A scientist’s fairy tale might go something like this: gather enough significant data, publish your paper, the end. However, far from a simple ‘happily ever after’, the story of what happens between the collection of great data and publication is far more complex.
First-time authors are usually a bit naïve, thinking the publication process is going to be quick and easy as long as they target the right journal and their paper is well written. But once you discover peer review and the struggle to publish, you realize that having gathered your data was actually only the beginning. I’m in the middle of the
process myself right now.
I know that some of the papers I read are old news by the time they reach me. No one would read the news with months of delay, but that’s what we scientists do.
Even before submission, you may have lengthy discussions with your co-authors, because suddenly everyone claims that they deserve a better spot than you on the authors list. Once you have agreed on the details of authorship and submitted your paper, you start the lengthy and complicated process of peer review.
I’m not an expert on peer review or an editor. I’m just a frustrated scientist. Getting published is essential to building a career and it’s not easy. It is frustrating to know that my research won’t be published for months. I know that some of the papers I read are old news by the time they reach me. No one would read the news with months of delay, but that’s what we scientists do.
Science often uses state-of-the-art modern technologies, yet the publishing process hasn’t changed in decades. It is subject to numerous flaws, so in the following I am going to concentrate on the ones that stood out for me – as a non-expert in publishing – in the discussions at #SpotOn2016.
- Single-blinded peer review: with this type of peer review, the names of the reviewers are hidden from the authors (the authors are ‘blinded’ to the reviewers’ identities) but the reviewers know who the authors are. A potential issue could be that some reviewers may see the authors as competition and thus review a
paper more harshly than may be warranted. This may lead to an unfair disadvantage for the authors based on things like the history between ‘competing’ labs. A way around that would be either double-blinded peer review (where both reviewers and authors remain anonymous) or, even better, open peer review where reviewers are not anonymous and their comments are openly available. But open peer review comes with problems of its own. For example, a junior scientist might not feel comfortable reviewing a more senior scientist’s work if they know that their name is going to be published alongside their review.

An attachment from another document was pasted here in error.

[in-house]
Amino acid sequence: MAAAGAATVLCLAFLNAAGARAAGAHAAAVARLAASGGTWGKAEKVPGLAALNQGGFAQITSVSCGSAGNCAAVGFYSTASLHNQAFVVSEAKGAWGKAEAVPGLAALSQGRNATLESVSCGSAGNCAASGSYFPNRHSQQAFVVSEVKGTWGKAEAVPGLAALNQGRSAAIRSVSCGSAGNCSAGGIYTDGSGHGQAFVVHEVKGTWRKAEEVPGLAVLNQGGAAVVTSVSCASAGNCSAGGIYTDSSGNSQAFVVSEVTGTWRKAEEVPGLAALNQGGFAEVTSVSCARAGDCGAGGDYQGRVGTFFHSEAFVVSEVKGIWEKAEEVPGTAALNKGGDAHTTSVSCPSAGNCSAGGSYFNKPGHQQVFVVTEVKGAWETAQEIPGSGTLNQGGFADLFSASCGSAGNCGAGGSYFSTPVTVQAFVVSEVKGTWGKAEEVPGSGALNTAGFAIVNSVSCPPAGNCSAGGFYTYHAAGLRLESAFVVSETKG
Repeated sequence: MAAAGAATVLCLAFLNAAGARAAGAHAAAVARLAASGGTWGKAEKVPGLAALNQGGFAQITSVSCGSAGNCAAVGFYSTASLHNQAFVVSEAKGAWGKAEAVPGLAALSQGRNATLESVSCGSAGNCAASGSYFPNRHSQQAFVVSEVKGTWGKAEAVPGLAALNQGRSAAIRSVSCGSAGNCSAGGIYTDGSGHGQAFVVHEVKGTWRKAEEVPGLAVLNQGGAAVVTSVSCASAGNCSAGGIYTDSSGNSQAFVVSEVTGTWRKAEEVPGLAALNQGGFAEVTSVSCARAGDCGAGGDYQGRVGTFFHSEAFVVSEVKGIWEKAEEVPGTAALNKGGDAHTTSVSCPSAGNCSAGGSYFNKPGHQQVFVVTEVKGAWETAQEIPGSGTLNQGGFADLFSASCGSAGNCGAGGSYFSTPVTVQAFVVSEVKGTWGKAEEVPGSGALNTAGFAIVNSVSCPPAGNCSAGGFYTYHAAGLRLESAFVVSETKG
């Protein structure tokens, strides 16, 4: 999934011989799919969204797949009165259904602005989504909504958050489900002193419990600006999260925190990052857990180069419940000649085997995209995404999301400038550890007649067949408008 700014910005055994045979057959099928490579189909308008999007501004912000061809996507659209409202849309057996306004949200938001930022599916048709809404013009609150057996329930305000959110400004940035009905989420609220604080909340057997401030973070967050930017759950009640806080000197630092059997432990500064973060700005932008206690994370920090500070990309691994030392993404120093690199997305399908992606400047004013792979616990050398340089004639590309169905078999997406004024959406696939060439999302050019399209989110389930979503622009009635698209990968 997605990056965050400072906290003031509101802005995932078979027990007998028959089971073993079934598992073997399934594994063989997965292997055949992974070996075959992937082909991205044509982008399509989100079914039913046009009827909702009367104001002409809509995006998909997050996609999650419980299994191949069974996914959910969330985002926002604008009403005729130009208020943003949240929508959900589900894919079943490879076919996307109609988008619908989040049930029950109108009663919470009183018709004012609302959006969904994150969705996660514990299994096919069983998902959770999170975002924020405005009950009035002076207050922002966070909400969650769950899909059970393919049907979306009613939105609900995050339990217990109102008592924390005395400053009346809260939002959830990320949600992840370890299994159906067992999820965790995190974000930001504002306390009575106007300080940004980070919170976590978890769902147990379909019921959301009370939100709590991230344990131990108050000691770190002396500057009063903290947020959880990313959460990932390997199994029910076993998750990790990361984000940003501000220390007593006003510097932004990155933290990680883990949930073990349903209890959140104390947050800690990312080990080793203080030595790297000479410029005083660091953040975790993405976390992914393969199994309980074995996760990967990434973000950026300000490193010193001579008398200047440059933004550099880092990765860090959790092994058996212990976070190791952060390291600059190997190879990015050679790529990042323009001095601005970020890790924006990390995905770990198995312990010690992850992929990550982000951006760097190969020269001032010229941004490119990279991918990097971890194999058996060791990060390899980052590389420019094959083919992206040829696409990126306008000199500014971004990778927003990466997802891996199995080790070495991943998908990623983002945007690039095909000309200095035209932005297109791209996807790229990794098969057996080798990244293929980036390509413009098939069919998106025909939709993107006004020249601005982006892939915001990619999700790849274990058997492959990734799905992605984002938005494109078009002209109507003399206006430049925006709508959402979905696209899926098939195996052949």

- Incentive to review: Many reviewers make an effort to judge manuscripts honestly and on merit. However, peer review is a lot of work and reviewers don’t get rewarded for it. Initiatives like Publons are trying to change that.
- Early-career researchers and peer review: Meanwhile, early career researchers who may make great reviewers don’t get invited to review because they are not known by editors as experts in their field. These issues suggest that a system change may be in order – not just changes to peer review itself but also to how peer
reviewers, authors and their work are evaluated.
A junior scientist might not feel comfortable reviewing a more senior scientist’s work if they know that their name is going to be published alongside their review.
These changes involve all of us and #SpotOn2016 was a great opportunity to share ideas on how this could be achieved. For me personally, it also opened my eyes to the fact that other people are struggling with the publishing process too – and in many different ways.
Before I came to #SpotOn2016, I hadn’t realized how many people were already working on new initiatives such as Authorea, Overleaf and Paperhive, to improve peer review and publishing, and to facilitate collaboration between researchers.
Change may not happen overnight but it certainly feels like it’s coming.
As a first step towards that change, I would like to see double-blinded review introduced as standard so I wouldn’t feel I was being judged based on my boss’s, my colleague’s or my name but rather on the work I present in the paper I submit. Maybe a change like that could lead the way towards more complex changes. Also, maybe publishers could find ways of allowing researchers to apply to be reviewers, so that junior scientists not yet known to the editors would be given the opportunity to become reviewers.